In Warsaw we ran a boarding house for 60 female students on behalf of the Central Relief Council (RGO). The house was at 5, Przejazd St. There were several Jewish girls among our charges and not one of them perished despite the Warsaw Uprising and the summary deportation of the entire boarding house, together with the Sisters, to the camp at Bietigheim and later to Heilbronn. They all had ‘Aryan’ identity documents. The outbuildings of our compound at Przejazd St. formed part of the Warsaw Ghetto, so both the Sisters and their young charges lived through the infernal experience of the Ghetto Uprising and the ensuing massacre of the Jews. They were eye-witnesses of the most tragic scenes imaginable. Among others, they saw how Jews, intent on saving their children, hurled them from ghetto windows down to their acquaintances or relatives who were standing outside. Many a time, the children were smashed against the pavement.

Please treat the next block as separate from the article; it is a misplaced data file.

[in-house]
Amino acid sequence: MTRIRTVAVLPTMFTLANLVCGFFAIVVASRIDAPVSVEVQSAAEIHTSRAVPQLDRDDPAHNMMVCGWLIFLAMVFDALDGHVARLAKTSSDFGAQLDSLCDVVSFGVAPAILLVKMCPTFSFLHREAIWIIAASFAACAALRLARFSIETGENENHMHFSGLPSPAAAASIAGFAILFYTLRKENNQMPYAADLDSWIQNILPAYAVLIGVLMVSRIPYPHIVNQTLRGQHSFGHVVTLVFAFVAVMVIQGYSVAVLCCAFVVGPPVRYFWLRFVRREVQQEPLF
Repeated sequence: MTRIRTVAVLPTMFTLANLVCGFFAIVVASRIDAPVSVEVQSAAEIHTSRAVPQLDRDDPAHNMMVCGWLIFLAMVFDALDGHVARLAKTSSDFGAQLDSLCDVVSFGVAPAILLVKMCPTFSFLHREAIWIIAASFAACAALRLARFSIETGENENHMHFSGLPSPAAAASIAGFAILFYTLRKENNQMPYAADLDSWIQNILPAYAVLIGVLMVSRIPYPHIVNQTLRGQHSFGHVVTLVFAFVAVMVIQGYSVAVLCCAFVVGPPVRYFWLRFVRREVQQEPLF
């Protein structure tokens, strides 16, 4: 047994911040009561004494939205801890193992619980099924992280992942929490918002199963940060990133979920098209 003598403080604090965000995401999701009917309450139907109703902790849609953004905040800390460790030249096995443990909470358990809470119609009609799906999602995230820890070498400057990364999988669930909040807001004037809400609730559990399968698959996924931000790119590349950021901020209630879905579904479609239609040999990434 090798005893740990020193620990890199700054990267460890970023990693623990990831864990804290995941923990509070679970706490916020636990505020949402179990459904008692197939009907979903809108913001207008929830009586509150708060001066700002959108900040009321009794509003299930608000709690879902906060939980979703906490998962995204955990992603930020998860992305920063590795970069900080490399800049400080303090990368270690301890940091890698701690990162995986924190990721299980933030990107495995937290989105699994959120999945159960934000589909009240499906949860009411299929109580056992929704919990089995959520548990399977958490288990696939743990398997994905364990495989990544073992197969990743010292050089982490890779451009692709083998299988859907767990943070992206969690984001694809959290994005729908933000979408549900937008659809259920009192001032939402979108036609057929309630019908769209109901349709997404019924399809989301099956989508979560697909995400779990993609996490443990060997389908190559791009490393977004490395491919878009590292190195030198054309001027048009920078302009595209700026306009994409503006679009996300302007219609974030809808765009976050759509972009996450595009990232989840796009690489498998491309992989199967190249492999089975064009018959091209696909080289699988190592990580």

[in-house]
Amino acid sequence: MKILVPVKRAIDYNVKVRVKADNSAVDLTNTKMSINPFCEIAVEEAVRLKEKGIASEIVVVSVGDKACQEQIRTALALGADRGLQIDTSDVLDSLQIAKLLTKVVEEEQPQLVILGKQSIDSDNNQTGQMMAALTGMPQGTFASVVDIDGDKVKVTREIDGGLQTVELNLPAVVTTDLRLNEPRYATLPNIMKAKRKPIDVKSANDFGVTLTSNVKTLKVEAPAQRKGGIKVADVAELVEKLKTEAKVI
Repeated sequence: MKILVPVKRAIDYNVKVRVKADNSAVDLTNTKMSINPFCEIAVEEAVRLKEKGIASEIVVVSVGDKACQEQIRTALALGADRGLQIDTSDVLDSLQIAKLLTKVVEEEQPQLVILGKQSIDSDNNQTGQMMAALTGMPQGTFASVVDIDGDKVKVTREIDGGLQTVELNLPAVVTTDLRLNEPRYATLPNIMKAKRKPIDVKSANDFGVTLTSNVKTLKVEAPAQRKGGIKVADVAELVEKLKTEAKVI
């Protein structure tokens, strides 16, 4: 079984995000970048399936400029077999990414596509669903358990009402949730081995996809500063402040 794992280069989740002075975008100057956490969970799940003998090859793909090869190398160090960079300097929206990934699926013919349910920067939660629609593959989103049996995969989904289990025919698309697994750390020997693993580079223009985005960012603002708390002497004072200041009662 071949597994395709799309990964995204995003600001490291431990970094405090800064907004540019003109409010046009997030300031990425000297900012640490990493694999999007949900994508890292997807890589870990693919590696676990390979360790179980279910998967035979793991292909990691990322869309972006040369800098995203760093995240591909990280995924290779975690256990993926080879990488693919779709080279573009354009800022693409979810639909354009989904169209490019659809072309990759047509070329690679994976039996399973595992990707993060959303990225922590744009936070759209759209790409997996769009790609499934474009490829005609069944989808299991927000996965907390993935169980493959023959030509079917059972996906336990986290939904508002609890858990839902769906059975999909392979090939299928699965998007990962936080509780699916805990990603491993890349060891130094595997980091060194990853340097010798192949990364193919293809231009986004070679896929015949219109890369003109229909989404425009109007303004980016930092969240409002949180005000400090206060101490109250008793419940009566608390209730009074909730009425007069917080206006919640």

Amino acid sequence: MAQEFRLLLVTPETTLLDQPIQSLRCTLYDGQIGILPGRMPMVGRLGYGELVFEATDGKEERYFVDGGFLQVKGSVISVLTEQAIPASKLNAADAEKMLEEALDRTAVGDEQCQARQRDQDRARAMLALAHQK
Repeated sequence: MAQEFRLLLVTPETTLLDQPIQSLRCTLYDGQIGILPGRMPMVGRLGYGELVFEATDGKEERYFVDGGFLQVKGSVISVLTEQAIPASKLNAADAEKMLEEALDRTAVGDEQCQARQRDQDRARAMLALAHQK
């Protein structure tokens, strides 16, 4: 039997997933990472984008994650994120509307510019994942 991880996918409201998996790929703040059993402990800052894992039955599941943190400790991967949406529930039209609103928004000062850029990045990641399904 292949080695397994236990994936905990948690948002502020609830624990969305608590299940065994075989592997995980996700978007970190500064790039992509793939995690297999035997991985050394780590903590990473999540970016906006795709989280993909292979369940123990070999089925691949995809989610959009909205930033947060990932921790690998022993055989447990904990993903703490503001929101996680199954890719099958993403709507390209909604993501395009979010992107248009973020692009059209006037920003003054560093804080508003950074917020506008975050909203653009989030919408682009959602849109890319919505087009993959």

We stored our modest supplies of food in the basement of the boarding house. Many a time the provisions would vanish and Sisters would hear a patter of feet in the basement. Soon they discovered that there was an aperture in the cellar wall through which Jews pushed forward to the basement. Thenceforth, Sisters left food in front of that passage and the food disappeared. In connection with that hole and the venturing of Jews beyond the ghetto precincts, the Sisters lived through a harsh experience when an armed Nazi ordered Sister Izabela S. to lead him into the basement. She was to be shot if Jews were found there. Luckily, they were not, nor was the aperture discovered. The Sister survived but she was immediately moved to another house. Nor was that the end of the affair. One day, a Jew pierced through the ghetto wall right into our dormitory. He begged us to fetch him somebody with whom he had an agreement about the escape. It was a dramatic moment—he standing in the breach and guards nearby. The house on Przejazd St. was encircled by guards who kept watching that Jews did not run away from the ghetto. The Jews escaping through the hole dug in our basement were 249 helped courageously by Sister Teodozja Hoffman who directed them in disguise to a home for the aged in the same outbuilding. There was another incident. A certain young Jewess insisted by all means to get into the ghetto in order to join her family there. Sister Lia P., though she realized the extent of the danger, led her through the chain of guards and saw that the Jewess found her way, by covert tracks of course, to her family.